and the City
A Centennial View of the
University of Chicago
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The Urban Laboratory
For much of this period, the University of Chicago Laboratory Schools served as an important counterpoint to the educational practices prevailing in the public schools. Though linked most notably with the reputation of John Dewey, the Laboratory Schools were in fact the union of several elementary and secondary educational institutions incorporated within the University at the turn of the century.
In 1896, a University Elementary School was established by Dewey to serve as a workshop for classroom observation and the testing of educational method; known as the Dewey School or the Laboratory School, it soon attracted national attention and supported Dewey's growing reputation among progressive educators. Five years later, William R. Harper negotiated the acquisition and consolidation of three independent Chicago institutions. Two local secondary schools, the Chicago Manual Training School and the South Side Academy, were merged to form the University High School. The Chicago Institute, a private teachers' college founded by Anita McCormick Blaine in 1899, was incorporated as the College of Education. The institute's elementary school was amalgamated with the University Elementary School and the University Kindergarten.
This massive reorganization gave the University a complete educational system extending from kindergarten to the graduate level which was to have an important influence on the development of education both within the city and nationally. It was not without its casualties, however. Colonel Francis W. Parker, the highly respected educational reformer who was head of the Chicago Institute, died a year after the consolidation. Dewey, whose plans for the School of Education could not be reconciled with Harper's, resigned in 1904 and left for Columbia University. Under Charles H. Judd and William S. Gray, the School of Education shifted its emphasis to fields such as educational psychology and testing, but it continued to influence educators at the elementary, secondary, and college levels. Many of the Laboratory Schools' central educational tenets were promoted in the Chicago public school system by Ella Flagg Young, one of Dewey's most gifted students. Young came to the University in 1899 at the age of fifty-four with a substantial record of administrative and teaching experience. Within a year she had completed her PhD in education and joined the University faculty, where she developed sixteen new courses, edited a journal for teachers, and administered the Dewey School. After leaving the University in the wake of Dewey's departure, Young went on to become principal of the Chicago Normal School and from 1909 to 1915 the superintendent of the Chicago public schools, the first woman to head a major school system in the United States.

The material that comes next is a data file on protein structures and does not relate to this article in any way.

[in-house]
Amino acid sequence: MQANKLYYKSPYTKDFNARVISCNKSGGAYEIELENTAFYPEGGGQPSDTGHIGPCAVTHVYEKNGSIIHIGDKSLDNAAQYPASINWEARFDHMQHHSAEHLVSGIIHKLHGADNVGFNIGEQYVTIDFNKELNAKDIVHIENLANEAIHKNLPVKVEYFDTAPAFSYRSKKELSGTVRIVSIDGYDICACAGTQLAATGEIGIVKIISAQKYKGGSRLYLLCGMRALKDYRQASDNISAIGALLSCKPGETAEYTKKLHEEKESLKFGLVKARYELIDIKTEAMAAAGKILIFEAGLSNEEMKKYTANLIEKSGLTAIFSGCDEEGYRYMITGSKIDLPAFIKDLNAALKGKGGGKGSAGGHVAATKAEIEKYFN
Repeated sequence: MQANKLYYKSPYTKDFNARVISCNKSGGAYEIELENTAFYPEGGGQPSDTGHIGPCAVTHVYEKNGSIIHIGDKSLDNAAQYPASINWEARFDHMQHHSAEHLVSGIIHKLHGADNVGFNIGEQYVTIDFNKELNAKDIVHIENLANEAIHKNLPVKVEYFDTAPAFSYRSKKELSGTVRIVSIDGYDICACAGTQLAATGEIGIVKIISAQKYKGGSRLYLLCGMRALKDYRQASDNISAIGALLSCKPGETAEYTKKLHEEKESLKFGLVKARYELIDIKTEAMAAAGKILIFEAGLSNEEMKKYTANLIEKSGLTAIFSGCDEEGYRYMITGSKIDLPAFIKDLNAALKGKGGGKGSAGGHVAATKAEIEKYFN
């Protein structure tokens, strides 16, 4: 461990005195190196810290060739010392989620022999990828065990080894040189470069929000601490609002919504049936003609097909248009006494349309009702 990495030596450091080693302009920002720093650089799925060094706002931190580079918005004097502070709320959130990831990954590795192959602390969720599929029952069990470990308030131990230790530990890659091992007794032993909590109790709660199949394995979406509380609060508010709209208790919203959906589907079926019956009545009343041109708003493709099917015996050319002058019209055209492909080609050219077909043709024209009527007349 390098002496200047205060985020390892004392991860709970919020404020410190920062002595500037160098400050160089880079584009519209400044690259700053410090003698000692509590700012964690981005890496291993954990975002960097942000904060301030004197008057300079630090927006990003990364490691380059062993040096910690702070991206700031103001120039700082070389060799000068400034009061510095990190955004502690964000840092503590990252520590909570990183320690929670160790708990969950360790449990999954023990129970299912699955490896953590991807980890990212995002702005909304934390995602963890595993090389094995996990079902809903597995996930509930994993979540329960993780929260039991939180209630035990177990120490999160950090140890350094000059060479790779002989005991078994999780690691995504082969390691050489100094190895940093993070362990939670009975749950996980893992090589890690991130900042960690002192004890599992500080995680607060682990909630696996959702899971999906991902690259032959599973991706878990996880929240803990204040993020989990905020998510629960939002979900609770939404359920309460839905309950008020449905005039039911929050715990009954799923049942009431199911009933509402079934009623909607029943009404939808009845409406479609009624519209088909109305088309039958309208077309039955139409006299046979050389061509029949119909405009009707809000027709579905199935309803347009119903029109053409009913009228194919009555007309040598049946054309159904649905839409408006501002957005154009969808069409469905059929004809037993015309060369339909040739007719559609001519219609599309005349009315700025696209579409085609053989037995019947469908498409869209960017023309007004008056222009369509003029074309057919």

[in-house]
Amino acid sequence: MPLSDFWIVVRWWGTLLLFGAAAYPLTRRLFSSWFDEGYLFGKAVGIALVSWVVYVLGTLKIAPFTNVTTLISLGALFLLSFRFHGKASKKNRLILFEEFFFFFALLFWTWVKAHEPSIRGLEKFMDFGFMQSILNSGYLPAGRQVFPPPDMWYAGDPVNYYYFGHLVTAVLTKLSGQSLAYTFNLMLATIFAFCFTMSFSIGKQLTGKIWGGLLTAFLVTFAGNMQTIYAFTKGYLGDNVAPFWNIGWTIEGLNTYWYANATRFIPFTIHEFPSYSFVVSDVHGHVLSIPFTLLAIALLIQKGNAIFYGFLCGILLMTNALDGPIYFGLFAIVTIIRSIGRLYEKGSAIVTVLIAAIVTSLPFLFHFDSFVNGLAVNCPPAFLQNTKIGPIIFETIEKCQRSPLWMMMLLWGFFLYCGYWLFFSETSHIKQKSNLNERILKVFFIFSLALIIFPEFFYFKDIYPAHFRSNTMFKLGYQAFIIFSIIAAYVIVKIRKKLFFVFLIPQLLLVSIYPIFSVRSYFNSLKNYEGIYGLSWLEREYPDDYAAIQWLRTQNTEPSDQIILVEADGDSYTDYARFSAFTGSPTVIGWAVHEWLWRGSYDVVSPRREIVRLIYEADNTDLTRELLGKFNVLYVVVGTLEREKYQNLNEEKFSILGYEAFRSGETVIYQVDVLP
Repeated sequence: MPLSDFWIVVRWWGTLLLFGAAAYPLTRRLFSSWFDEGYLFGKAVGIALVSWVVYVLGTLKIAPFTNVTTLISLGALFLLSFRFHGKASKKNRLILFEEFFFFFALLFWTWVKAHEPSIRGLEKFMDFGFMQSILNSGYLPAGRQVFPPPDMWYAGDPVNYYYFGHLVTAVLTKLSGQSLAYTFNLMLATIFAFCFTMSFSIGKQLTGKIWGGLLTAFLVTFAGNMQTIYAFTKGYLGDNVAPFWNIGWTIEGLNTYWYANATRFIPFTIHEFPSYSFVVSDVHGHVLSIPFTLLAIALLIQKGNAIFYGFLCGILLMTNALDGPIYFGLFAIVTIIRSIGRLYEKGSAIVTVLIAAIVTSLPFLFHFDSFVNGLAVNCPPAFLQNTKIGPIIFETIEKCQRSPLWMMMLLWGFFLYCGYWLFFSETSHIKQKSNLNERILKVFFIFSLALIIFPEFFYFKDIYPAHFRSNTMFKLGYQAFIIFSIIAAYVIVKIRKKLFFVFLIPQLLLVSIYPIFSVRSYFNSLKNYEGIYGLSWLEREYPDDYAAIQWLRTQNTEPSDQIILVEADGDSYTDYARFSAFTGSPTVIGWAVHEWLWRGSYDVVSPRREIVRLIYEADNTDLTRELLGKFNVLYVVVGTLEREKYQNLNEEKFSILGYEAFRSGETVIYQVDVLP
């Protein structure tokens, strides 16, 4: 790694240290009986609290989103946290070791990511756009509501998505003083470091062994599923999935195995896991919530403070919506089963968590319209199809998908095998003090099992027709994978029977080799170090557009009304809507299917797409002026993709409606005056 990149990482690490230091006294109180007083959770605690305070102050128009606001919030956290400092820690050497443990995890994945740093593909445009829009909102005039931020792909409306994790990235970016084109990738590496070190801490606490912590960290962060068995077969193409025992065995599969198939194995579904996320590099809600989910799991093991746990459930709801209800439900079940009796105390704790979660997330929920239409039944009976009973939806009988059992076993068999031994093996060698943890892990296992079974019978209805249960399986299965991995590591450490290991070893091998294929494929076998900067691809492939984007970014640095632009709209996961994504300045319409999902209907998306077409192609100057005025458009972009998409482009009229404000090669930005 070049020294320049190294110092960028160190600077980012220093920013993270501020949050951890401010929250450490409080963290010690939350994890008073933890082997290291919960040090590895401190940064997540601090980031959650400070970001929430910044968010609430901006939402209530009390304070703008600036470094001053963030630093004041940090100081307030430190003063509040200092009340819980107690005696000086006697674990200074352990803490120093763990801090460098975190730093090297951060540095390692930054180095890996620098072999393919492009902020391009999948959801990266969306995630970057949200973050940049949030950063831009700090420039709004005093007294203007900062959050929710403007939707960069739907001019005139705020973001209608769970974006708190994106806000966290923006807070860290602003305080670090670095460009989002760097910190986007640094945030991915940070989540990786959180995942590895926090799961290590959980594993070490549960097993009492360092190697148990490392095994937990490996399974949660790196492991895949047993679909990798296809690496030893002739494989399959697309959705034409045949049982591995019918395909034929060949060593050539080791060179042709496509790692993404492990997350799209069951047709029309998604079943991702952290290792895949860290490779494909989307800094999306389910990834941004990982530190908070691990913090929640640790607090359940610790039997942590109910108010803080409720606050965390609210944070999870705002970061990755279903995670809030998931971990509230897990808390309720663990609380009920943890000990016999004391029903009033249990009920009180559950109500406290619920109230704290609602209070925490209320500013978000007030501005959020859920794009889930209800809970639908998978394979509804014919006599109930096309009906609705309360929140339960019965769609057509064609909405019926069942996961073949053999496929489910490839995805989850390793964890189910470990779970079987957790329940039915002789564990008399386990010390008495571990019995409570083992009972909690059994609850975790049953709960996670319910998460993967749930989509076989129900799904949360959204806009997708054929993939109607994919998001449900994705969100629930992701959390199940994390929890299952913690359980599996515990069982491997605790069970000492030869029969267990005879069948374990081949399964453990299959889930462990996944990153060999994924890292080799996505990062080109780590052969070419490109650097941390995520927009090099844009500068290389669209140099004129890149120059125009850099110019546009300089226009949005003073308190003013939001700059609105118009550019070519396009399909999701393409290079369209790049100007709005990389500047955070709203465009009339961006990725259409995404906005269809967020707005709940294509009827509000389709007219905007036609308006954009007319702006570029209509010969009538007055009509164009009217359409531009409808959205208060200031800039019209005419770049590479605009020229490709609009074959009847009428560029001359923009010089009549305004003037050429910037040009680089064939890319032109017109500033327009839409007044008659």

As superintendent, Young initiated a variety of reforms based on her work with Dewey. Among them were the first programs in vocational training and the reorganization of the mathematics and English curricula to replace rote memorization with exercises more directly tied to everyday experience. She also instituted in practice Dewey's theory of democratic education. In a radical departure for an administrator of her time, she encouraged teachers to help shape curricula and operate schools, as was the pattern at the Laboratory Schools. Teacher councils established at Young's direction eventually grew into the Chicago Teachers' Federation. Many of the recent reform efforts in the Chicago public school system, including the establishment of local school councils, mirror Young's commitment to progressive educational ideals.
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